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Toast toolbox tutorial: Building a spherical mesh with GmshToast++ doesn't include its own mesh generator except for trivial meshes like circles, spheres and slabs without internal boundaries. Toast can however import meshes built with Gmsh, an opensource mesh generator. To run the following examples, you need to have Gmsh installed on your system. You can download Gmsh from its home page. On many Linux systems (such as Ubuntu), you should be able to install gmsh with
sudo aptget install gmsh
Launch Gmsh in interactive mode by typing
gmsh
(On Windows systems, you will probably have an icon or Start menu item that allows you to launch Gmsh). You should see the Gmsh application window, containing the menu window (left) and the graphic window (right) The Gmsh main window. We will now use Gmsh to construct a mesh for a simple spherical domain. Note: If you want to skip the manual definition of the sphere geometry described in Step 1 of this tutorial, a readymade geometry file can be found in $TOASTDIR/examples/matlab/gmsh/sphere.geo. You can load it into gmsh with File  Open  sphere.geo after navigating to the correct subdirectory in the fileopen dialog. Then continue with Step 2. Step 1: Define the geometryThe Geometry module allows to define the domain to be meshed. We need to add some geometry elements to the current (empty) project. These contain points, circle arcs, surface patches, and finally the sphere volume. Adding parametersFirst, let's add a few parameters to be used for these geometry definitions.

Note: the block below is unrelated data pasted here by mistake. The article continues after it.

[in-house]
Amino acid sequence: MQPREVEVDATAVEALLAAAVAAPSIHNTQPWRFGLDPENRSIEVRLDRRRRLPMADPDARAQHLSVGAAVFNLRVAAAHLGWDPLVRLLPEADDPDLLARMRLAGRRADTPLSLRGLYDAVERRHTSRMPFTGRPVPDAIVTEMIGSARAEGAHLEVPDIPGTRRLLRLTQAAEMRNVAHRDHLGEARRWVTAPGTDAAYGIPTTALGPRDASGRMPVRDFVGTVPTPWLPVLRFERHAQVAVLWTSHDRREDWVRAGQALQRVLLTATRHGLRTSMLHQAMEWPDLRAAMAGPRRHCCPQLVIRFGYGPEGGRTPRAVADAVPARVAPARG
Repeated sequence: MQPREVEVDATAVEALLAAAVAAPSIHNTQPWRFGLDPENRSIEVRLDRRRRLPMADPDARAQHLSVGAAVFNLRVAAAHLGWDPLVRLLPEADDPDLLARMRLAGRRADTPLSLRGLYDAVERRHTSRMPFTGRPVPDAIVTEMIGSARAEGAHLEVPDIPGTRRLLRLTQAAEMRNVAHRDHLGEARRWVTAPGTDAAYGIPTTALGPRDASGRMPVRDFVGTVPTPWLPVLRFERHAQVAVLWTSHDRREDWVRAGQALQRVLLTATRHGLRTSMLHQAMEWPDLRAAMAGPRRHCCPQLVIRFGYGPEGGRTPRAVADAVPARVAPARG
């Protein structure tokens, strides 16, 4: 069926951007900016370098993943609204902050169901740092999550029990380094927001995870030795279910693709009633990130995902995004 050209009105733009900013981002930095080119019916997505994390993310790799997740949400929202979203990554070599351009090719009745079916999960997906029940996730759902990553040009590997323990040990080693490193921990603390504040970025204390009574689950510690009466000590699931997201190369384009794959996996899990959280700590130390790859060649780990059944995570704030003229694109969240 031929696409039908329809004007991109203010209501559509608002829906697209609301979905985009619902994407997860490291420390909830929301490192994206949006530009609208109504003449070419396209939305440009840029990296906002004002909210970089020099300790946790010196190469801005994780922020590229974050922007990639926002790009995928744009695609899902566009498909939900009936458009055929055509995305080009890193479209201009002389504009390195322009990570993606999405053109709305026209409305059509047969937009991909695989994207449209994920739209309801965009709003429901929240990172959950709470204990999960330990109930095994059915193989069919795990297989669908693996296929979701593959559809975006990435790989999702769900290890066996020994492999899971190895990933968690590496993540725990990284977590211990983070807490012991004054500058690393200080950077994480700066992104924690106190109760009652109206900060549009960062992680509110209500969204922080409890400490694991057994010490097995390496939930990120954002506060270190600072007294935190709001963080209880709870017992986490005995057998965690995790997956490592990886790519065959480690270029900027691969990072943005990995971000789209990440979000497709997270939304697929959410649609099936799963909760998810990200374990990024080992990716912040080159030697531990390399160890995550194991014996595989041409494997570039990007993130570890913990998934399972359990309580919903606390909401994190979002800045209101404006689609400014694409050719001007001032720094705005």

Adding pointsNext, we need to define the points we will use to construct the circle arcs for the sphere.
The points we will use to attach the circle arcs. Adding circle arcsWe can now attach circle arcs to the points to define the sphere patches.
Sphere geometry after defining the surface patches. The circle arcs defining the sphere. Adding surface patchesWe are now ready to add the patches that define the sphere surface. Each surface patch is bounded by three circle arcs. You define a surface patch by clicking the bounding arcs.
Sphere geometry after defining the surface patches. Adding the volume definitionThe volume is determined by the bounding surface defined in the previous step.
Sphere geometry after defining the volume. Writing the geometry to fileYou can now save the sphere geometry to a file for later use and manual editing.
Step 2: Meshing the sphereCreating the volume meshGiven the logical geometry of the domain defined in the previous step, we can now mesh the volume.
The meshed sphere volume. You can change the displayed elements:
Displaying the surface mesh. You can also define clipping planes to display the internal structure of the mesh:
The clipped mesh surface. Writing the mesh to fileNow save the mesh to a file in Gmsh ASCII format.
Step 3: Loading the mesh into Toast++The Matlab interface of Toast++ has an option to read meshes in gmsh format. Currently this is limited to linear triangles in 2D and linear tetrahedra in 3D, but additional element types will be added in the future.
The imported sphere mesh. Next: Mesh generation tutorial 2: Add internal structure